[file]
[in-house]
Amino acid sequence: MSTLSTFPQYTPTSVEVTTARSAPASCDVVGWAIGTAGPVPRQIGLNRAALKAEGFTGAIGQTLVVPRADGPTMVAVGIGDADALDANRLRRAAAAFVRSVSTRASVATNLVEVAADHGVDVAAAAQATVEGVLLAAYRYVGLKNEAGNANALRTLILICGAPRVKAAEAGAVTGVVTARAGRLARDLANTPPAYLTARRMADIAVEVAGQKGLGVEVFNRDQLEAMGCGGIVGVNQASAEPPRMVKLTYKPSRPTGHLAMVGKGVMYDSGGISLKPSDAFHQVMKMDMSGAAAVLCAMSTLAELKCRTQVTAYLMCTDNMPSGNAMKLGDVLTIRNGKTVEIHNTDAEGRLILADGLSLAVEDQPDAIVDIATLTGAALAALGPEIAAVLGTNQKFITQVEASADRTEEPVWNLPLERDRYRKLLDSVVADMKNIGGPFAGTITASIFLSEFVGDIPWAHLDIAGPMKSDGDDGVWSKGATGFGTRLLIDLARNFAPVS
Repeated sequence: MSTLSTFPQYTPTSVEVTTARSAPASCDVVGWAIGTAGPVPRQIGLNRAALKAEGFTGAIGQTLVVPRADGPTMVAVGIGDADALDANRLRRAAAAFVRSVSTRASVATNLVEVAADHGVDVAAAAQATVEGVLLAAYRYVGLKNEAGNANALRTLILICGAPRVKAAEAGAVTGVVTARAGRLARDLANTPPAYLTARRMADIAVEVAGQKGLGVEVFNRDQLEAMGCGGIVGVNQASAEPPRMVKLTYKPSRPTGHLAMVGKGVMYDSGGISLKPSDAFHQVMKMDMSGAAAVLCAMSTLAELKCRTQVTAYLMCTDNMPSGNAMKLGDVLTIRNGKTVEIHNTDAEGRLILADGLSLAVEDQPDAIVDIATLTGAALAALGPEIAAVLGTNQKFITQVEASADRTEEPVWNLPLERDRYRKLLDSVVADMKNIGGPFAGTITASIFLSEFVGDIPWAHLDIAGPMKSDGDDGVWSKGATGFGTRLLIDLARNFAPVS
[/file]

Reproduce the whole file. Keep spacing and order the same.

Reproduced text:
[in-house]
Amino acid sequence: MSTLSTFPQYTPTSVEVTTARSAPASCDVVGWAIGTAGPVPRQIGLNRAALKAEGFTGAIGQTLVVPRADGPTMVAVGIGDADALDANRLRRAAAAFVRSVSTRASVATNLVEVAADHGVDVAAAAQATVEGVLLAAYRYVGLKNEAGNANALRTLILICGAPRVKAAEAGAVTGVVTARAGRLARDLANTPPAYLTARRMADIAVEVAGQKGLGVEVFNRDQLEAMGCGGIVGVNQASAEPPRMVKLTYKPSRPTGHLAMVGKGVMYDSGGISLKPSDAFHQVMKMDMSGAAAVLCAMSTLAELKCRTQVTAYLMCTDNMPSGNAMKLGDVLTIRNGKTVEIHNTDAEGRLILADGLSLAVEDQPDAIVDIATLTGAALAALGPEIAAVLGTNQKFITQVEASADRTEEPVWNLPLERDRYRKLLDSVVADMKNIGGPFAGTITASIFLSEFVGDIPWAHLDIAGPMKSDGDDGVWSKGATGFGTRLLIDLARNFAPVS
Repeated sequence: MSTLSTFPQYTPTSVEVTTARSAPASCDVVGWAIGTAGPVPRQIGLNRAALKAEGFTGAIGQTLVVPRADGPTMVAVGIGDADALDANRLRRAAAAFVRSVSTRASVATNLVEVAADHGVDVAAAAQATVEGVLLAAYRYVGLKNEAGNANALRTLILICGAPRVKAAEAGAVTGVVTARAGRLARDLANTPPAYLTARRMADIAVEVAGQKGLGVEVFNRDQLEAMGCGGIVGVNQASAEPPRMVKLTYKPSRPTGHLAMVGKGVMYDSGGISLKPSDAFHQVMKMDMSGAAAVLCAMSTLAELKCRTQVTAYLMCTDNMPSGNAMKLGDVLTIRNGKTVEIHNTDAEGRLILADGLSLAVEDQPDAIVDIATLTGAALAALGPEIAAVLGTNQKFITQVEASADRTEEPVWNLPLERDRYRKLLDSVVADMKNIGGPFAGTITASIFLSEFVGDIPWAHLDIAGPMKSDGDDGVWSKGATGFGTRLLIDLARNFAPVS